A Manifesto for change – How design can support the homeless
25 Jan 2021
By Mimi Thompson
The COVID-19 pandemic has seen a sharp rise in homelessness. In 2019 Shelter reported that over 280,000 were living on the streets or in temporary accommodation and the pandemic has only added to this figure. The statistic does not account for the numbers of ‘hidden homeless’ (also known as sofa surfers), which is far too common among those aged 16 to 25 – young people struggling to find stable accommodation to use as a springboard towards their futures. But what can be done to address this issue? To investigate further I spoke to architect Heather Macey, Associate Director at John McAslan & Partners, and teacher at the London School of Architecture. We discussed how design-led solutions can help tackle the lack of suitable accommodation for young homeless people, especially in cities like London.
Macey's involvement began with the ‘Hidden Homeless’ competition, which set out to identify ‘durable, functional and serviceable’ solutions that could be applied to existing sites in London. The winning entry by architectural practice Morris + Company was a vision to transform the disused buildings above York Road station (an abandoned tube stop) into a vibrant space named ‘Stepping Stones’ the name being a vital clue in it being more than just a shelter. The design was holistic in its approach – encompassing accommodation, coworking space and fostering a sense of community. This hits the nail on the head; tackling homelessness does not start and end with providing a bed, you need to provide solutions that integrate a young person back into society, supporting them as a whole person.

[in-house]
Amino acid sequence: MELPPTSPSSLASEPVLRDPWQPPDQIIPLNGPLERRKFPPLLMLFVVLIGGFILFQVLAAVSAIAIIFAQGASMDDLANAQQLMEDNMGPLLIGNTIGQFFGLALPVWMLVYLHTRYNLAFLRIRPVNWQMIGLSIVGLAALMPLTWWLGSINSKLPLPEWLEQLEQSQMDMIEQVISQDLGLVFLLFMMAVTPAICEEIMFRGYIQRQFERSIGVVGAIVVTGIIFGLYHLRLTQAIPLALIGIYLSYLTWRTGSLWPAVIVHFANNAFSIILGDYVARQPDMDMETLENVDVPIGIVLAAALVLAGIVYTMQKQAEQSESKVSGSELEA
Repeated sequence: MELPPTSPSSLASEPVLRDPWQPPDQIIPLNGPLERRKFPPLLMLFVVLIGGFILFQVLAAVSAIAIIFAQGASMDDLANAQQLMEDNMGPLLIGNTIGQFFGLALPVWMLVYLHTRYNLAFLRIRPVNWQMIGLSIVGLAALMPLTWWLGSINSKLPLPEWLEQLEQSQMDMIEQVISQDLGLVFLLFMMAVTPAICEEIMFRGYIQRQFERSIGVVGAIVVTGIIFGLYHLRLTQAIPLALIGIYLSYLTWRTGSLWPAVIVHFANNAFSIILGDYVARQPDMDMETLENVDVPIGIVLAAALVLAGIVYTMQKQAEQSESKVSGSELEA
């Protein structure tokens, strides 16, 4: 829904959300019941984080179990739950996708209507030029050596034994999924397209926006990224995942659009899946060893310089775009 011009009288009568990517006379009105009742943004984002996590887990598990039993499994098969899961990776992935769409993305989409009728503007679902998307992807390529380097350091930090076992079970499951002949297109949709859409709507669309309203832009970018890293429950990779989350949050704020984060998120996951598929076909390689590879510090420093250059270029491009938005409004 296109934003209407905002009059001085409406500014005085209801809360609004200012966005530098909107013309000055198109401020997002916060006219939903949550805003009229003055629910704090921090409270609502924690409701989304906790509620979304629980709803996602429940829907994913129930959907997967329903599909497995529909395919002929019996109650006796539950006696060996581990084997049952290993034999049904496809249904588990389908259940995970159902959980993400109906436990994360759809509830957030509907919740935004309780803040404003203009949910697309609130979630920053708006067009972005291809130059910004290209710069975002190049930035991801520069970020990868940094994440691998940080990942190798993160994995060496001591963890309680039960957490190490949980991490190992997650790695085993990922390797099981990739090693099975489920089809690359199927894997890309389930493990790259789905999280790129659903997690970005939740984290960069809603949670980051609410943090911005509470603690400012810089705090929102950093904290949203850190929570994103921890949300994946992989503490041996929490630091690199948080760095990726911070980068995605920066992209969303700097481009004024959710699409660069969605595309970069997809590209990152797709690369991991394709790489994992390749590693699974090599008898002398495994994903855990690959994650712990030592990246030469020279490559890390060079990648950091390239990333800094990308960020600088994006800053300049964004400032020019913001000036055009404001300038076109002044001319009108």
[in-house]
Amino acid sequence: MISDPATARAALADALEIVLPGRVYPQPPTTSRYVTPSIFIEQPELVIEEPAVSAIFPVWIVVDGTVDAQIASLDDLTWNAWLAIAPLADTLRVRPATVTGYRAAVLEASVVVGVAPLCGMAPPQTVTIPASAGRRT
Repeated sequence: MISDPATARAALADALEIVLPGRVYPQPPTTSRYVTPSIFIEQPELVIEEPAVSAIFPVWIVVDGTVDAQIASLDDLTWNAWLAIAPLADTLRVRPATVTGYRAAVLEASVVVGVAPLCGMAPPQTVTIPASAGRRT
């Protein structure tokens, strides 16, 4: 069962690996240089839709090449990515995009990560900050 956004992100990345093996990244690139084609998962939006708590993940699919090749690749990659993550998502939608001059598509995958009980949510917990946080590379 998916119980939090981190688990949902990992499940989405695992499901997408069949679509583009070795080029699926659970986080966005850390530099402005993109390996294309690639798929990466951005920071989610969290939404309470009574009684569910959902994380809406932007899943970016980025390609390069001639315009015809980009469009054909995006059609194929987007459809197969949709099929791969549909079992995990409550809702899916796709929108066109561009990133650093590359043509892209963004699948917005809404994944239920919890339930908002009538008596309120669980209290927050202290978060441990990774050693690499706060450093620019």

Although the winning entry remained conceptual, the ideas generated by the competition sparked other initiatives. Macey went on to found Architects Aware! a London based think tank of built environment professionals. The group shares the common goal of improving homelessness and housing options by taking a ‘whole person’ approach to tackling the issue. Such an approach is key for Macey, who says it is about ‘refusing to look at the problem in isolation’. What young people experiencing homelessness need is a place to stay, to feel safe, receive support and maintain their dignity.
To further amplify the role that design can play here, Macey – alongside fellow Architects Aware! members Miranda MacLaren and Polina Pencheva – won RIBA funding in 2019 to complete a set of guidelines aimed at raising the national standards for the provision of purpose-built emergency accommodation for young people. Split into three volumes, the trio’s research opens with a Manifesto supported by a short film, ‘We Are Not Bad Kids’. Aimed at clearly defining the problem for broad audiences, the film is a powerful tool for change. Ultimately the aim is to ensure there are always options available to young people whose circumstances render them homeless.
Macey singles out the charity Shelter From The Storm (STFS) as embodying many of the changes she and her colleagues want to see embedded in the system. Founded in the London borough of Islington in 2007 by local residents Sheila Scott and Louie Salvoni, its ethos is underpinned by a sense of community and togetherness. This is reflected in the design of the space: an open-plan layout that lends itself to a sense of sanctuary, mutual respect and responsibility among the guests and volunteers who work, eat and live there.
It’s a real-life project that goes beyond being a bed for the night. SFTS supports and cares for each guest as an individual so they can get what they need to progress to their own accommodation, find work and restore their sense of self and purpose. Macey hopes that the guidelines outlined in their manifesto will become part of government policy, building on examples led by charities such as SFTS. As a professional in the built environment, she feels a certain degree of responsibility to challenge the status quo, advocating for change and looking at solutions in her field of architecture and design. Should our government integrate Macey’s proposals into policy, then we can actively see how design can play a vital role in reimagining what emergency accommodation and housing for young people looks like.